In the comments to the last post, Richard pointed out that my definition of ‘experimental’ isn’t quite standard. It’s a playful redefinition that encompasses authors, like Josipovici, who themselves have expressed their dislike for being called “experimental,” or like Perec, who wanted to write books which could be “devoured face down on one’s bed,” even though they are consumed just as enjoyably while upright, pencil in hand, at one’s desk.  Coincidentally, Jonathan Mayhew, at Bemsha Swing, and Dan Green, at The Reading Experience, have been doing some redefining of their own. Mayhew has been hypothesizing about poetry and music, and what it would mean if we considered that poetry is perhaps closer to music than it is to “literature as conventionally defined;” Green took Mayhew’s hypothesis and ran with it in a direction that I find incredibly pleasing.

Green’s primary point, in response to Mayhew’s separation, is that perhaps we can make the same distinction within fiction itself: there is ‘fiction-as-art,’ which would aspire to ‘music’ in the same way that poetry does, and there is ‘fiction-as-discourse,’ which depicts society through its dispersion of nuggets of cultural meaning— things like Myers’ assertion that in Wharton’s The Age of Innocence there is an “intellectual argument via plot”  that the cultural institution of marriage is a tragedy.  This was largely my point in the last post, and Green puts it much more eloquently: this type of reading, fiction as discourse on culture, is certainly valid, and there is a field of fiction where this is the perfect method of interpretation, but it is not universally applicable.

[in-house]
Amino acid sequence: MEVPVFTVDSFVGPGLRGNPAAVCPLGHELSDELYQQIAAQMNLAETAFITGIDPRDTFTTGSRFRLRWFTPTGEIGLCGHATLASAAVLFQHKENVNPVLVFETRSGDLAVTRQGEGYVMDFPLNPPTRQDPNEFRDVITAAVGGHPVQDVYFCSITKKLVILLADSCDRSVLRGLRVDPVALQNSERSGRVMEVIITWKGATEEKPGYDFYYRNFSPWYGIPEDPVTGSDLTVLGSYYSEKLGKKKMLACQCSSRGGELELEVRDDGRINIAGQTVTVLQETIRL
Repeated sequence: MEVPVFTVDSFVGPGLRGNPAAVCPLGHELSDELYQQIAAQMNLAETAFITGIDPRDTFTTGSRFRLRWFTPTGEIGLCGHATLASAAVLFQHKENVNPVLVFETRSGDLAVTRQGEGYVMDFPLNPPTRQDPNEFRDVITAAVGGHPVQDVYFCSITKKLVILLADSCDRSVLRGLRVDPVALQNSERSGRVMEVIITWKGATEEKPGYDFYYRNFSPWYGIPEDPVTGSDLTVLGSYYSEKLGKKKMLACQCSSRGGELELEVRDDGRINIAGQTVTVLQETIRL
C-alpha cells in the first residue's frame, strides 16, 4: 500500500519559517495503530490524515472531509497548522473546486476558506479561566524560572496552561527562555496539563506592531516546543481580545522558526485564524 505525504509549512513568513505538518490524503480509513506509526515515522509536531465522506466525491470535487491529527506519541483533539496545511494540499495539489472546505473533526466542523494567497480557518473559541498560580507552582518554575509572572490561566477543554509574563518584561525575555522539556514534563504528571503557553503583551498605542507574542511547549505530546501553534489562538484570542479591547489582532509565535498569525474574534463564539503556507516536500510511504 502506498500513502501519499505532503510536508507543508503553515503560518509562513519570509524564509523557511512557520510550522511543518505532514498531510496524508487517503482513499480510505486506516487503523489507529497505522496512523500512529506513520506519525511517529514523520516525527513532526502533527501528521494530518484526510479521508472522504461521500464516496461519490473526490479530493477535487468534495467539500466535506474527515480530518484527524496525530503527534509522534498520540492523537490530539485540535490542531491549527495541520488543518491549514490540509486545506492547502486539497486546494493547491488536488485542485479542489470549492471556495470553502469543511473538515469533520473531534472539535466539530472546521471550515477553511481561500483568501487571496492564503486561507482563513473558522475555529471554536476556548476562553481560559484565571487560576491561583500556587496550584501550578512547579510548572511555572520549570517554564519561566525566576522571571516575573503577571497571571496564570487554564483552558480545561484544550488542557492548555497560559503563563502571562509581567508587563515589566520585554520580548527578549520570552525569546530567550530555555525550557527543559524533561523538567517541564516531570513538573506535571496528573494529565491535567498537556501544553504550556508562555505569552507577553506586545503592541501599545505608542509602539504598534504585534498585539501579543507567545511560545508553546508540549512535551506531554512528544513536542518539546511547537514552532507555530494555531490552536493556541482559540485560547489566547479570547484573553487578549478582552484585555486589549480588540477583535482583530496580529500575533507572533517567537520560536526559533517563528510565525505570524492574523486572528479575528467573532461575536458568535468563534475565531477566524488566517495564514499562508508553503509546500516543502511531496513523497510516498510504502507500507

The dilemma faced here, then, is that it is the language’s motivation, not its style, form, or content, that distinguishes ‘writing-as-art’ from ‘fiction-as-discourse,’ ‘poetry-as-cultural-relic,’ etc; but such a motivation can only be discovered by active engagement with style, form, and content.  (I say ‘writing-as-art,’ per Green’s idea that, should we break fiction-as-art from fiction-as-discourse, we are free to develop a field of writing that encompasses all such “musically inclined” work, whatever form it takes, be it poetry, prose, essay, etc..)  One must, in a sense, trace back from the work to the originary impulse in order to determine its aesthetic motivation.


Having written as far as above, I was having trouble articulating just what I meant by motivation, or what, of all possible motivations, is the one behind what I talk about when I talk about writing-as-art.  Myers’ latest missive helped me figure out.  This particular passage is where I feel most prominently the dissonance between Myers’ way of thinking and mine: